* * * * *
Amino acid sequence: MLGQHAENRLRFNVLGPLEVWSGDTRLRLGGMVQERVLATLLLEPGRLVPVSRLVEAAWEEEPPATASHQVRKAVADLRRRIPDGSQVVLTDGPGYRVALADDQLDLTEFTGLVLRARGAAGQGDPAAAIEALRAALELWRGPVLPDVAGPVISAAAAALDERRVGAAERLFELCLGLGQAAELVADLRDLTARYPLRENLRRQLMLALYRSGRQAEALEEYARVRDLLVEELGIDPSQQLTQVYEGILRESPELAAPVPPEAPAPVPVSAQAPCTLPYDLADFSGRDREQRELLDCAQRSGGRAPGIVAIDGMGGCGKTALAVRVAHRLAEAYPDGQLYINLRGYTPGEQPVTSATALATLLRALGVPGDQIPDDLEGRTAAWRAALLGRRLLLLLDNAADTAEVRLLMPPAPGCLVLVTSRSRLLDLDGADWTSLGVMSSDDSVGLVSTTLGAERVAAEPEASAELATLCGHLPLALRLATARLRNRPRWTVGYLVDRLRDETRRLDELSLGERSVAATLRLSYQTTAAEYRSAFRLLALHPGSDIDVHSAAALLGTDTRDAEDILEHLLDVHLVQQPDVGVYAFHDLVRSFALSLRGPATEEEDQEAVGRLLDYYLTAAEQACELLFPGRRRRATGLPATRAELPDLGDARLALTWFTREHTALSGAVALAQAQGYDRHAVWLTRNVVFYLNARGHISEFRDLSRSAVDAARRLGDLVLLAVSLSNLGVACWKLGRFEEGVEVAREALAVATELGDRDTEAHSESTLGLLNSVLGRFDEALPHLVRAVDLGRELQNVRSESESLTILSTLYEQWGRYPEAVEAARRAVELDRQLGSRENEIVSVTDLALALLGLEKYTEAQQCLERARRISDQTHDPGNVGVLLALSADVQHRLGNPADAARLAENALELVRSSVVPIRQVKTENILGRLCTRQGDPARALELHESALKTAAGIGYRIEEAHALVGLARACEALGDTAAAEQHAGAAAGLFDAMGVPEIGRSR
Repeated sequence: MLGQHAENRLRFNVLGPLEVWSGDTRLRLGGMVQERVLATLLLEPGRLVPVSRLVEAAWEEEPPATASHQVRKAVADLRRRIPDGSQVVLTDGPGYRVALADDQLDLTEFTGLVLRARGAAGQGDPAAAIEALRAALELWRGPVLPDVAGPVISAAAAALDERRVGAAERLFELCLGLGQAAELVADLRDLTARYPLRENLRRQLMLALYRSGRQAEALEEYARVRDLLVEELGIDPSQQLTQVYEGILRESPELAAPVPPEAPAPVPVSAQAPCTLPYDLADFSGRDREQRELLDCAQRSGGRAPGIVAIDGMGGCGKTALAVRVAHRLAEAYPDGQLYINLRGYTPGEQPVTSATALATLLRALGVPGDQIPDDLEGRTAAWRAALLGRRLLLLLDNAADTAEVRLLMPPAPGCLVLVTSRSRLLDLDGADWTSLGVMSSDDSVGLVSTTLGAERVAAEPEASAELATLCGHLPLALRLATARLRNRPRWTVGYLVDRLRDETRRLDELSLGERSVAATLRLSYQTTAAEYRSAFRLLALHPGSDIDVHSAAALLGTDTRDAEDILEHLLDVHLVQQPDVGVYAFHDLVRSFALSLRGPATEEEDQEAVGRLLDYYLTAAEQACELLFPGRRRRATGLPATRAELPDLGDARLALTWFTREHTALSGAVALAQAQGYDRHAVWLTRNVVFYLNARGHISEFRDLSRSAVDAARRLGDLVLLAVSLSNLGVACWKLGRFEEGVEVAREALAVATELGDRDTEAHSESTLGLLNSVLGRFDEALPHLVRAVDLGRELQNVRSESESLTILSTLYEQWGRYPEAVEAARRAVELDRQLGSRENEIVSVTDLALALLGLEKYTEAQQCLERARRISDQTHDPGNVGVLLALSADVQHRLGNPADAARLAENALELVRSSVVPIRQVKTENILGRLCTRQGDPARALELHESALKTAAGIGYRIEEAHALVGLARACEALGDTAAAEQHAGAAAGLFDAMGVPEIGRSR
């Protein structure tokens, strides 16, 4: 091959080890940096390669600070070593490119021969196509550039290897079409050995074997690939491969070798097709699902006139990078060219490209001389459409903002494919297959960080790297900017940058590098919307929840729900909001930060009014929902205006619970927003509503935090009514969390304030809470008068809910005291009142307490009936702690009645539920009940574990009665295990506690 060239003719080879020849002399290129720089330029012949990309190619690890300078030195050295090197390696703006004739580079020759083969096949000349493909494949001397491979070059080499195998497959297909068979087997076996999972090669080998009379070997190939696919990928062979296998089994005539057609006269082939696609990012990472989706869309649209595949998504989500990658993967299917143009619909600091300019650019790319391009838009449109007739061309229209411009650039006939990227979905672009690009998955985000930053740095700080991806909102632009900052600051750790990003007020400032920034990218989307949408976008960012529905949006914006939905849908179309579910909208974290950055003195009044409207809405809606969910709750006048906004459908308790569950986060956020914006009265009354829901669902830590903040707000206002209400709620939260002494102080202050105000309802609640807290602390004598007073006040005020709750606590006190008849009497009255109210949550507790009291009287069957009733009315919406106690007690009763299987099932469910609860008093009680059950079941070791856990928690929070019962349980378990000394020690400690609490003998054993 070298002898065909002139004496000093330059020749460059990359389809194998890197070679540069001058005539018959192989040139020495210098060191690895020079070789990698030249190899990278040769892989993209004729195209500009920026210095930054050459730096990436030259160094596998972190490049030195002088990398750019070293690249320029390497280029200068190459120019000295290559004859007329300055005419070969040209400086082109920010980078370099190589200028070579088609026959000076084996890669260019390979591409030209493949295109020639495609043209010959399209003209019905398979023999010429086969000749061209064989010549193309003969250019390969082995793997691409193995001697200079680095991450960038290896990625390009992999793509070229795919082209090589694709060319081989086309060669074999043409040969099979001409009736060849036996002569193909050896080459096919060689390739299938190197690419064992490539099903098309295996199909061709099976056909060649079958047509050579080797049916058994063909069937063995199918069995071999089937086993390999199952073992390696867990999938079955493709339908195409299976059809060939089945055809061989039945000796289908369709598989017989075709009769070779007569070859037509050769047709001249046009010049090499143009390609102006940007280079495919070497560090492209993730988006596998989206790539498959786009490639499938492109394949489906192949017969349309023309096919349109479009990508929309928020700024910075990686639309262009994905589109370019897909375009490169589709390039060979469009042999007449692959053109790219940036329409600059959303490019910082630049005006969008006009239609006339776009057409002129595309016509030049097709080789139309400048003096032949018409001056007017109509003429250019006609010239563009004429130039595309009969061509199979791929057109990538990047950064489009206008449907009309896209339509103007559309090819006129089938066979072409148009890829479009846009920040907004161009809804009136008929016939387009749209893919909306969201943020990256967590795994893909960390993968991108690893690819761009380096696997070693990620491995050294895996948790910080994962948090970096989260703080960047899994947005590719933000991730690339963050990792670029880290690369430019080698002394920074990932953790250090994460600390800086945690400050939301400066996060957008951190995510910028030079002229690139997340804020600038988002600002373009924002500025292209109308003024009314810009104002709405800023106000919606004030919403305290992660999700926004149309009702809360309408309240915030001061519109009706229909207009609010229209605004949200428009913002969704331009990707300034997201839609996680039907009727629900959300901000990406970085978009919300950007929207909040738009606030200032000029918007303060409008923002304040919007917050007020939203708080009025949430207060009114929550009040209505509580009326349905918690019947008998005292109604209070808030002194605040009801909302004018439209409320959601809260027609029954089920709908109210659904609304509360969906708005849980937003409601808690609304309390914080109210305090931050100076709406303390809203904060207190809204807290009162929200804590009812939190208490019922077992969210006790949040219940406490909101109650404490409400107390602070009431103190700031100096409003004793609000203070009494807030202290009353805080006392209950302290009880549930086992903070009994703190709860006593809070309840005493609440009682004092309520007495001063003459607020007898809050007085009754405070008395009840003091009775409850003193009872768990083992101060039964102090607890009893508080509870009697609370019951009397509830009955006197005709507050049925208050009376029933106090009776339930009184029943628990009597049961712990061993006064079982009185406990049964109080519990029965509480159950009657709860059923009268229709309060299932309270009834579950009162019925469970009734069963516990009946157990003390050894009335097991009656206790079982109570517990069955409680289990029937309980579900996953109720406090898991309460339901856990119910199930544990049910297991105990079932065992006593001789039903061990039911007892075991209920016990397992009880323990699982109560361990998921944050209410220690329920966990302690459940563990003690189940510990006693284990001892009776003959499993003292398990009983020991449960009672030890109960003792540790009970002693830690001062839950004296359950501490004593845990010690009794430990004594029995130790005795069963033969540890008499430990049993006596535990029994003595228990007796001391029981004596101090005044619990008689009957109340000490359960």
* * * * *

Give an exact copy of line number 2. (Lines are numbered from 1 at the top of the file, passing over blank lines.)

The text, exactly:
Repeated sequence: MLGQHAENRLRFNVLGPLEVWSGDTRLRLGGMVQERVLATLLLEPGRLVPVSRLVEAAWEEEPPATASHQVRKAVADLRRRIPDGSQVVLTDGPGYRVALADDQLDLTEFTGLVLRARGAAGQGDPAAAIEALRAALELWRGPVLPDVAGPVISAAAAALDERRVGAAERLFELCLGLGQAAELVADLRDLTARYPLRENLRRQLMLALYRSGRQAEALEEYARVRDLLVEELGIDPSQQLTQVYEGILRESPELAAPVPPEAPAPVPVSAQAPCTLPYDLADFSGRDREQRELLDCAQRSGGRAPGIVAIDGMGGCGKTALAVRVAHRLAEAYPDGQLYINLRGYTPGEQPVTSATALATLLRALGVPGDQIPDDLEGRTAAWRAALLGRRLLLLLDNAADTAEVRLLMPPAPGCLVLVTSRSRLLDLDGADWTSLGVMSSDDSVGLVSTTLGAERVAAEPEASAELATLCGHLPLALRLATARLRNRPRWTVGYLVDRLRDETRRLDELSLGERSVAATLRLSYQTTAAEYRSAFRLLALHPGSDIDVHSAAALLGTDTRDAEDILEHLLDVHLVQQPDVGVYAFHDLVRSFALSLRGPATEEEDQEAVGRLLDYYLTAAEQACELLFPGRRRRATGLPATRAELPDLGDARLALTWFTREHTALSGAVALAQAQGYDRHAVWLTRNVVFYLNARGHISEFRDLSRSAVDAARRLGDLVLLAVSLSNLGVACWKLGRFEEGVEVAREALAVATELGDRDTEAHSESTLGLLNSVLGRFDEALPHLVRAVDLGRELQNVRSESESLTILSTLYEQWGRYPEAVEAARRAVELDRQLGSRENEIVSVTDLALALLGLEKYTEAQQCLERARRISDQTHDPGNVGVLLALSADVQHRLGNPADAARLAENALELVRSSVVPIRQVKTENILGRLCTRQGDPARALELHESALKTAAGIGYRIEEAHALVGLARACEALGDTAAAEQHAGAAAGLFDAMGVPEIGRSR